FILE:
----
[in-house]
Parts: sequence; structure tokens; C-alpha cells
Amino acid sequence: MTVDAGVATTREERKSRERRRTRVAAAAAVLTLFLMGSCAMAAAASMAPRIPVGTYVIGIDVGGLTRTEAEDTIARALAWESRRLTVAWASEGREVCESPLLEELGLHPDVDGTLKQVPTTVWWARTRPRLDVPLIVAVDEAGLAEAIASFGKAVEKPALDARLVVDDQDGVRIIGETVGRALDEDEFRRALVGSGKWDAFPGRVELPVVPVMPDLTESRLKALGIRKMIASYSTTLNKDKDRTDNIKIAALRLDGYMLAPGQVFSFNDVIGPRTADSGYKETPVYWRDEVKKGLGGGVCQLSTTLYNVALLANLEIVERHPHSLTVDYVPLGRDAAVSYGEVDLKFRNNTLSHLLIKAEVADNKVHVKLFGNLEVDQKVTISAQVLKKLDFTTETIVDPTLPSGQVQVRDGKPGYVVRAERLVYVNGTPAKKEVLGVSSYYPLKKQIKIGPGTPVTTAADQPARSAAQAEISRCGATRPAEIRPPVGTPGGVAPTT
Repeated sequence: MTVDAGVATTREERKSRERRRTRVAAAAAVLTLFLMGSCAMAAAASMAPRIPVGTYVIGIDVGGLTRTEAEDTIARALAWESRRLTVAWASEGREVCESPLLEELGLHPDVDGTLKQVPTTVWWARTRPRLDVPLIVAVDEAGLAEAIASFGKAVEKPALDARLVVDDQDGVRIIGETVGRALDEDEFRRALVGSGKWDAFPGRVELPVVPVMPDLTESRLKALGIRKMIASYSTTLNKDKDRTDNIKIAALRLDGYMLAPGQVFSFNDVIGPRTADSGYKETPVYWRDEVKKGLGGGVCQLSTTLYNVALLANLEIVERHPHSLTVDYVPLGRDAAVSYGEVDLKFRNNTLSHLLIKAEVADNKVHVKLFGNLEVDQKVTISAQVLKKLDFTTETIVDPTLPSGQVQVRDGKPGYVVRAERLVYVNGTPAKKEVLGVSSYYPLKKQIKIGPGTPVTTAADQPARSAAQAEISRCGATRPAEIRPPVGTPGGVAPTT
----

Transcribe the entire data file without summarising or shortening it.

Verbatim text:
[in-house]
Parts: sequence; structure tokens; C-alpha cells
Amino acid sequence: MTVDAGVATTREERKSRERRRTRVAAAAAVLTLFLMGSCAMAAAASMAPRIPVGTYVIGIDVGGLTRTEAEDTIARALAWESRRLTVAWASEGREVCESPLLEELGLHPDVDGTLKQVPTTVWWARTRPRLDVPLIVAVDEAGLAEAIASFGKAVEKPALDARLVVDDQDGVRIIGETVGRALDEDEFRRALVGSGKWDAFPGRVELPVVPVMPDLTESRLKALGIRKMIASYSTTLNKDKDRTDNIKIAALRLDGYMLAPGQVFSFNDVIGPRTADSGYKETPVYWRDEVKKGLGGGVCQLSTTLYNVALLANLEIVERHPHSLTVDYVPLGRDAAVSYGEVDLKFRNNTLSHLLIKAEVADNKVHVKLFGNLEVDQKVTISAQVLKKLDFTTETIVDPTLPSGQVQVRDGKPGYVVRAERLVYVNGTPAKKEVLGVSSYYPLKKQIKIGPGTPVTTAADQPARSAAQAEISRCGATRPAEIRPPVGTPGGVAPTT
Repeated sequence: MTVDAGVATTREERKSRERRRTRVAAAAAVLTLFLMGSCAMAAAASMAPRIPVGTYVIGIDVGGLTRTEAEDTIARALAWESRRLTVAWASEGREVCESPLLEELGLHPDVDGTLKQVPTTVWWARTRPRLDVPLIVAVDEAGLAEAIASFGKAVEKPALDARLVVDDQDGVRIIGETVGRALDEDEFRRALVGSGKWDAFPGRVELPVVPVMPDLTESRLKALGIRKMIASYSTTLNKDKDRTDNIKIAALRLDGYMLAPGQVFSFNDVIGPRTADSGYKETPVYWRDEVKKGLGGGVCQLSTTLYNVALLANLEIVERHPHSLTVDYVPLGRDAAVSYGEVDLKFRNNTLSHLLIKAEVADNKVHVKLFGNLEVDQKVTISAQVLKKLDFTTETIVDPTLPSGQVQVRDGKPGYVVRAERLVYVNGTPAKKEVLGVSSYYPLKKQIKIGPGTPVTTAADQPARSAAQAEISRCGATRPAEIRPPVGTPGGVAPTT